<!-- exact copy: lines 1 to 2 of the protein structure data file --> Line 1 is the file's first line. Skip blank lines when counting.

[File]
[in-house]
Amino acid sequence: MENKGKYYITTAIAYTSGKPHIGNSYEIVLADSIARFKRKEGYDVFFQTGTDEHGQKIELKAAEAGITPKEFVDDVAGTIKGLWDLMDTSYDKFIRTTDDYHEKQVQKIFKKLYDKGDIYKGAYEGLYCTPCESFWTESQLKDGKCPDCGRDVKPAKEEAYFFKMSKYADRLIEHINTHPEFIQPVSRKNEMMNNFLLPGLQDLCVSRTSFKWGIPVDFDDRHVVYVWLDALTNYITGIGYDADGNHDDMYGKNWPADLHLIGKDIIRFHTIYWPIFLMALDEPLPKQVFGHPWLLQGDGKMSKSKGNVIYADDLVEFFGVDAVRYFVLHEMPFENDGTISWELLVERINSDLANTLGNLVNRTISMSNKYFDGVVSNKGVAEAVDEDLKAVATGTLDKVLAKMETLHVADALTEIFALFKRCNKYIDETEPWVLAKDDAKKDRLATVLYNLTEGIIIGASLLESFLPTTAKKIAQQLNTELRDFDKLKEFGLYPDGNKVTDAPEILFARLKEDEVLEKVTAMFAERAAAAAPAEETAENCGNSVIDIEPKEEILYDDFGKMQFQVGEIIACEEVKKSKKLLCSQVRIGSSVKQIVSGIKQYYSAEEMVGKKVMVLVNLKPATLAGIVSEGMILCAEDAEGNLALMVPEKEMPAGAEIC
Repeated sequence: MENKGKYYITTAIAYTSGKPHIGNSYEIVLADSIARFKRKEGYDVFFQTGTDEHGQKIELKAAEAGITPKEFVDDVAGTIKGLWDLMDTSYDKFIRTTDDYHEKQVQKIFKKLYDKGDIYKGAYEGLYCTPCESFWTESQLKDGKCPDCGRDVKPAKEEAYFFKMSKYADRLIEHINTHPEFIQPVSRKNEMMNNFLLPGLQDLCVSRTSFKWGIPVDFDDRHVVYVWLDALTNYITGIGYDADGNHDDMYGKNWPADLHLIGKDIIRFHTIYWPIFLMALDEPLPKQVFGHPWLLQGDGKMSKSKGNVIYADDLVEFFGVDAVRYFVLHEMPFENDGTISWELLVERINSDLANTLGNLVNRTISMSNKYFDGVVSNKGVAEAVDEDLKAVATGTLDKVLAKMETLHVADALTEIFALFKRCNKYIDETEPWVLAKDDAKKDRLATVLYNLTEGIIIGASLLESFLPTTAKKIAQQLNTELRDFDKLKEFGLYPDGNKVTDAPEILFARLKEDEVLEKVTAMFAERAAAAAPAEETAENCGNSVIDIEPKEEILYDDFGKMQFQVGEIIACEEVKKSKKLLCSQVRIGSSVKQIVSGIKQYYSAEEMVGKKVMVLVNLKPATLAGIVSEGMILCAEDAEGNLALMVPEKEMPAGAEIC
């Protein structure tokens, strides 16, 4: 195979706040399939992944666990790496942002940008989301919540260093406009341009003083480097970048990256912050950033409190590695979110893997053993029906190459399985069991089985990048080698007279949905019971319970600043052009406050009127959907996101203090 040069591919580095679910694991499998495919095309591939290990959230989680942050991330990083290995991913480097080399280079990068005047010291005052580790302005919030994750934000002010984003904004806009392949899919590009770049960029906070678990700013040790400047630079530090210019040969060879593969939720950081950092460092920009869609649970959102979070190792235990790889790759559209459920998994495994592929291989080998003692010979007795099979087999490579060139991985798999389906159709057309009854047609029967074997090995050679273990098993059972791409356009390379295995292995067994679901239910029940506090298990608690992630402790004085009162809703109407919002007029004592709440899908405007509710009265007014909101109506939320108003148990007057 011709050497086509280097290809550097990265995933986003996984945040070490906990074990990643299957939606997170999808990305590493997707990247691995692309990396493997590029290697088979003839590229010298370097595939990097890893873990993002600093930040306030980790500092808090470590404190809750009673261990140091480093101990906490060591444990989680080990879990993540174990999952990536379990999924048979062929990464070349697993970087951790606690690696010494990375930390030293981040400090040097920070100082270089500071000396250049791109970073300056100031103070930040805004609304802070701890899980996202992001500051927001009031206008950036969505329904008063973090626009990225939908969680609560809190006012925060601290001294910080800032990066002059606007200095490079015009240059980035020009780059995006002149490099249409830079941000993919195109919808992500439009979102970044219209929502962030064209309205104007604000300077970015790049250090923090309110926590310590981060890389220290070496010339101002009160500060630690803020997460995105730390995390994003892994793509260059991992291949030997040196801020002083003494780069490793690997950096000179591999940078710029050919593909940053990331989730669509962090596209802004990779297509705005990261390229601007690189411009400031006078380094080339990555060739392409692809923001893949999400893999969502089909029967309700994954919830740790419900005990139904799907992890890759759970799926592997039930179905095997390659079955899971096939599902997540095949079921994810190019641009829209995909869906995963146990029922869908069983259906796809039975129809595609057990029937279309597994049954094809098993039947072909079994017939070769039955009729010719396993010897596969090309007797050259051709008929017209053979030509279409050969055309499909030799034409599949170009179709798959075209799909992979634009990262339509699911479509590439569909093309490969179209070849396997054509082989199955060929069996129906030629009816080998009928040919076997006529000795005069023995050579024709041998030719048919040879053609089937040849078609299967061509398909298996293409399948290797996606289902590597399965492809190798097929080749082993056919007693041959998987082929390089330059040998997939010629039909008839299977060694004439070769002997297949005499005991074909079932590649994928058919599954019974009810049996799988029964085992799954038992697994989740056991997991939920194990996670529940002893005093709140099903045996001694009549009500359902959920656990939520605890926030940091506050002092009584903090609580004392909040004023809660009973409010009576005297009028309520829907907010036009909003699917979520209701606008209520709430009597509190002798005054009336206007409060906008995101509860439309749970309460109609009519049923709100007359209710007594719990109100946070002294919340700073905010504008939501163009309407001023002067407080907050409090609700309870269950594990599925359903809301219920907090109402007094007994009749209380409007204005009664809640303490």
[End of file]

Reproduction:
[in-house]
Amino acid sequence: MENKGKYYITTAIAYTSGKPHIGNSYEIVLADSIARFKRKEGYDVFFQTGTDEHGQKIELKAAEAGITPKEFVDDVAGTIKGLWDLMDTSYDKFIRTTDDYHEKQVQKIFKKLYDKGDIYKGAYEGLYCTPCESFWTESQLKDGKCPDCGRDVKPAKEEAYFFKMSKYADRLIEHINTHPEFIQPVSRKNEMMNNFLLPGLQDLCVSRTSFKWGIPVDFDDRHVVYVWLDALTNYITGIGYDADGNHDDMYGKNWPADLHLIGKDIIRFHTIYWPIFLMALDEPLPKQVFGHPWLLQGDGKMSKSKGNVIYADDLVEFFGVDAVRYFVLHEMPFENDGTISWELLVERINSDLANTLGNLVNRTISMSNKYFDGVVSNKGVAEAVDEDLKAVATGTLDKVLAKMETLHVADALTEIFALFKRCNKYIDETEPWVLAKDDAKKDRLATVLYNLTEGIIIGASLLESFLPTTAKKIAQQLNTELRDFDKLKEFGLYPDGNKVTDAPEILFARLKEDEVLEKVTAMFAERAAAAAPAEETAENCGNSVIDIEPKEEILYDDFGKMQFQVGEIIACEEVKKSKKLLCSQVRIGSSVKQIVSGIKQYYSAEEMVGKKVMVLVNLKPATLAGIVSEGMILCAEDAEGNLALMVPEKEMPAGAEIC